Seeds

consist of three main parts: (1) the seed coat, (2) the embryo, and (3) the food storage tissue.

 The seed coat, or outer skin, protects the embryo, which contains all the parts needed to form a new plant. The embryo also contains one or more cotyledons, or embryo leaves, which absorb food from the food storage tissue. In flowering plants, the food storage tissue is called endosperm. In some plants, such as peas and beans, the embryo absorbs the endosperm, and food is stored in the cotyledons. In nonflowering seed plants, a tissue called the megagametophyte serves as a place to store food. See Seed.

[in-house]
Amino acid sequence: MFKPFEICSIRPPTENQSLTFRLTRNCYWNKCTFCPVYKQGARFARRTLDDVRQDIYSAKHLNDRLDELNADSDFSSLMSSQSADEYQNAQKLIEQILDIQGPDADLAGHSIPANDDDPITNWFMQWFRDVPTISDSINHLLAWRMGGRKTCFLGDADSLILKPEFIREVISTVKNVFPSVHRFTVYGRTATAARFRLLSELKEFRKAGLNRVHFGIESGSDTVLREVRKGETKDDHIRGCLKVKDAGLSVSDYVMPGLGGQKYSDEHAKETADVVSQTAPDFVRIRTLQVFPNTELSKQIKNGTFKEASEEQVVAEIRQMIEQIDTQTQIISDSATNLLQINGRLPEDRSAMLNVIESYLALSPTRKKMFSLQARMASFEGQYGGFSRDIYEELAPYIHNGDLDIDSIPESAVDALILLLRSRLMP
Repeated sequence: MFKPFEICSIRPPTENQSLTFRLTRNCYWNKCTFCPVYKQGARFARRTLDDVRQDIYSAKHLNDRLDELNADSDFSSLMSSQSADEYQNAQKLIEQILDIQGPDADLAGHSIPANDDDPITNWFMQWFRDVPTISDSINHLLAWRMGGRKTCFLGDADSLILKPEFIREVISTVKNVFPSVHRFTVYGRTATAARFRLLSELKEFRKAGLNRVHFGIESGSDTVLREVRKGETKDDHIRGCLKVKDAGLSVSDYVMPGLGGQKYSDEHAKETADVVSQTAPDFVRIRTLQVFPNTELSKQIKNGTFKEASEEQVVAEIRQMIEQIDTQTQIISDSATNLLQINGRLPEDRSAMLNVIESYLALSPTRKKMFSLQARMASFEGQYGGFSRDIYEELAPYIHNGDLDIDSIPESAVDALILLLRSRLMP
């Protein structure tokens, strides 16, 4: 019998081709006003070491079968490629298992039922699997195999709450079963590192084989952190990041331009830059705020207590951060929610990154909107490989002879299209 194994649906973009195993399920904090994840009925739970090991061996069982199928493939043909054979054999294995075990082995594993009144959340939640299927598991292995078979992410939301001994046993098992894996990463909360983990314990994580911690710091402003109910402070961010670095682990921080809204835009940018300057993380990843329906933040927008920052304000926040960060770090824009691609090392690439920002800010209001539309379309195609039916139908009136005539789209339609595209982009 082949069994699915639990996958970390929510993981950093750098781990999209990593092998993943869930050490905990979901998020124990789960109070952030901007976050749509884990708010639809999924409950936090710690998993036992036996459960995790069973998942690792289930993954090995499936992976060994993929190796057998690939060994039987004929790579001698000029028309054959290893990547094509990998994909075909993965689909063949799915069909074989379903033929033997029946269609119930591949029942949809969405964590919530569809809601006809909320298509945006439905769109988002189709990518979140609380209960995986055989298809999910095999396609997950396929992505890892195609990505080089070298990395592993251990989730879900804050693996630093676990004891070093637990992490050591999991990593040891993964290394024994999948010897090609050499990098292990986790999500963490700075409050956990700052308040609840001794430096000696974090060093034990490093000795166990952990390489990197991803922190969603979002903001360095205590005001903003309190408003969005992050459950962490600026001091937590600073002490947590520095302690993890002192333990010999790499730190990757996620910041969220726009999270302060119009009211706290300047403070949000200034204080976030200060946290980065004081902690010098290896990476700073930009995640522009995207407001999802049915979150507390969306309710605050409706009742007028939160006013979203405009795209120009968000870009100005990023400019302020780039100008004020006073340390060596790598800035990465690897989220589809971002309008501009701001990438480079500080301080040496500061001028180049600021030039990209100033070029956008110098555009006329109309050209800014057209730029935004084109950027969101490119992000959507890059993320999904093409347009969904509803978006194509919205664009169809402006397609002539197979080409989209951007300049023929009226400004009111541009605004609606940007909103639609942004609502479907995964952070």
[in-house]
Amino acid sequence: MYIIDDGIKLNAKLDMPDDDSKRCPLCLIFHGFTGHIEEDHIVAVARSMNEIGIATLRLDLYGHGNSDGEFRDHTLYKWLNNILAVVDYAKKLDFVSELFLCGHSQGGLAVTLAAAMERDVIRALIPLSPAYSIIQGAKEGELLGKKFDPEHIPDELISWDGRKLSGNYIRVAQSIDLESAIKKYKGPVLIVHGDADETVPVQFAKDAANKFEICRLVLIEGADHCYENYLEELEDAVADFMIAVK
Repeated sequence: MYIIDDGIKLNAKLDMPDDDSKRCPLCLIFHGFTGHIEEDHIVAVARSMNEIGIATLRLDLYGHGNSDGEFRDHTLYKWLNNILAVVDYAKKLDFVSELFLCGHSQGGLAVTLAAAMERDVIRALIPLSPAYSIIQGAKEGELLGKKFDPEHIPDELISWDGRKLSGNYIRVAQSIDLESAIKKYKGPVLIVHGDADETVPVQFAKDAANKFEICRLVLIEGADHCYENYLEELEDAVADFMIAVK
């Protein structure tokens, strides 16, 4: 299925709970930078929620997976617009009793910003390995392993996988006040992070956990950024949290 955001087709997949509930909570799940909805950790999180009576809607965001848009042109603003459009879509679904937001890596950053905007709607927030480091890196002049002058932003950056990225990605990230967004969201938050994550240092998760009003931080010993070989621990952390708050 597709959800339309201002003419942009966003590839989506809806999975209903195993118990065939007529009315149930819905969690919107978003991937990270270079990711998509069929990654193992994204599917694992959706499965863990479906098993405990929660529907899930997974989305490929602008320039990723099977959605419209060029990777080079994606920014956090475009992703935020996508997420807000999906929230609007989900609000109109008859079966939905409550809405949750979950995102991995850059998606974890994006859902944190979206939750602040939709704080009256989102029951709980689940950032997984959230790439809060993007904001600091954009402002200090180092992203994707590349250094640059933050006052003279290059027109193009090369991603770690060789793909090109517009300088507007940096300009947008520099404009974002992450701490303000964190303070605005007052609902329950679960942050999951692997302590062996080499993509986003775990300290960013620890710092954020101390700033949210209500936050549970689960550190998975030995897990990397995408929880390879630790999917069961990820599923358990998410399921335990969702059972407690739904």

Wheat

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